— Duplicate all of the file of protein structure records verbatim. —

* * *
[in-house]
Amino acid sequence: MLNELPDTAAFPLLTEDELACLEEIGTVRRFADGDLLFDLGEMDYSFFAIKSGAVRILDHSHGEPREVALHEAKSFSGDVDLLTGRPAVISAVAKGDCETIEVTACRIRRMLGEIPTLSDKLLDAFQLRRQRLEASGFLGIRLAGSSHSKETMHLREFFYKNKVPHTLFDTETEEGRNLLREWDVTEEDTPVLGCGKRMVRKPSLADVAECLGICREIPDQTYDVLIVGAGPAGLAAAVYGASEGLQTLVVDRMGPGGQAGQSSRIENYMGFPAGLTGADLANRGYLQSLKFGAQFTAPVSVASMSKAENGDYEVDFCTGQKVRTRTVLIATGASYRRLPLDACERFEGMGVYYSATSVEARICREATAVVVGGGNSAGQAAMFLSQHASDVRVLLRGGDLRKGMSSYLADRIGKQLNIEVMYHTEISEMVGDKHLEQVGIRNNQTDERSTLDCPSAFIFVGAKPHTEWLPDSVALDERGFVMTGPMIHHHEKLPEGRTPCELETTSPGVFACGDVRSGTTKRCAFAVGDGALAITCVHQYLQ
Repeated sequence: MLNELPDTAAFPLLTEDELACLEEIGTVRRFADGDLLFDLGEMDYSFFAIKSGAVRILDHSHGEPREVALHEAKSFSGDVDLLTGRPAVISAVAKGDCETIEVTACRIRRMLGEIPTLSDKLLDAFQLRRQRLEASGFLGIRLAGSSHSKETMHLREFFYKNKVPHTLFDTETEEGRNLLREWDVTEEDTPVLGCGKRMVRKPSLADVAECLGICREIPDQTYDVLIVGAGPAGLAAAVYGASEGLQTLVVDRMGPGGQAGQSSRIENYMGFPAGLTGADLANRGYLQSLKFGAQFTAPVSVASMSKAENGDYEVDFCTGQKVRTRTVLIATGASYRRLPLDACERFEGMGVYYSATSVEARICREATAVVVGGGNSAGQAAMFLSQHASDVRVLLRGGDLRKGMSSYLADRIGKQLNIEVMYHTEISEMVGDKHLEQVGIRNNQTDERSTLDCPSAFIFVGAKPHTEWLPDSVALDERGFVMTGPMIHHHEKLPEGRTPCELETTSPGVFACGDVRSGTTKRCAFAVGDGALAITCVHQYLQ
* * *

[in-house]
Amino acid sequence: MLNELPDTAAFPLLTEDELACLEEIGTVRRFADGDLLFDLGEMDYSFFAIKSGAVRILDHSHGEPREVALHEAKSFSGDVDLLTGRPAVISAVAKGDCETIEVTACRIRRMLGEIPTLSDKLLDAFQLRRQRLEASGFLGIRLAGSSHSKETMHLREFFYKNKVPHTLFDTETEEGRNLLREWDVTEEDTPVLGCGKRMVRKPSLADVAECLGICREIPDQTYDVLIVGAGPAGLAAAVYGASEGLQTLVVDRMGPGGQAGQSSRIENYMGFPAGLTGADLANRGYLQSLKFGAQFTAPVSVASMSKAENGDYEVDFCTGQKVRTRTVLIATGASYRRLPLDACERFEGMGVYYSATSVEARICREATAVVVGGGNSAGQAAMFLSQHASDVRVLLRGGDLRKGMSSYLADRIGKQLNIEVMYHTEISEMVGDKHLEQVGIRNNQTDERSTLDCPSAFIFVGAKPHTEWLPDSVALDERGFVMTGPMIHHHEKLPEGRTPCELETTSPGVFACGDVRSGTTKRCAFAVGDGALAITCVHQYLQ
Repeated sequence: MLNELPDTAAFPLLTEDELACLEEIGTVRRFADGDLLFDLGEMDYSFFAIKSGAVRILDHSHGEPREVALHEAKSFSGDVDLLTGRPAVISAVAKGDCETIEVTACRIRRMLGEIPTLSDKLLDAFQLRRQRLEASGFLGIRLAGSSHSKETMHLREFFYKNKVPHTLFDTETEEGRNLLREWDVTEEDTPVLGCGKRMVRKPSLADVAECLGICREIPDQTYDVLIVGAGPAGLAAAVYGASEGLQTLVVDRMGPGGQAGQSSRIENYMGFPAGLTGADLANRGYLQSLKFGAQFTAPVSVASMSKAENGDYEVDFCTGQKVRTRTVLIATGASYRRLPLDACERFEGMGVYYSATSVEARICREATAVVVGGGNSAGQAAMFLSQHASDVRVLLRGGDLRKGMSSYLADRIGKQLNIEVMYHTEISEMVGDKHLEQVGIRNNQTDERSTLDCPSAFIFVGAKPHTEWLPDSVALDERGFVMTGPMIHHHEKLPEGRTPCELETTSPGVFACGDVRSGTTKRCAFAVGDGALAITCVHQYLQ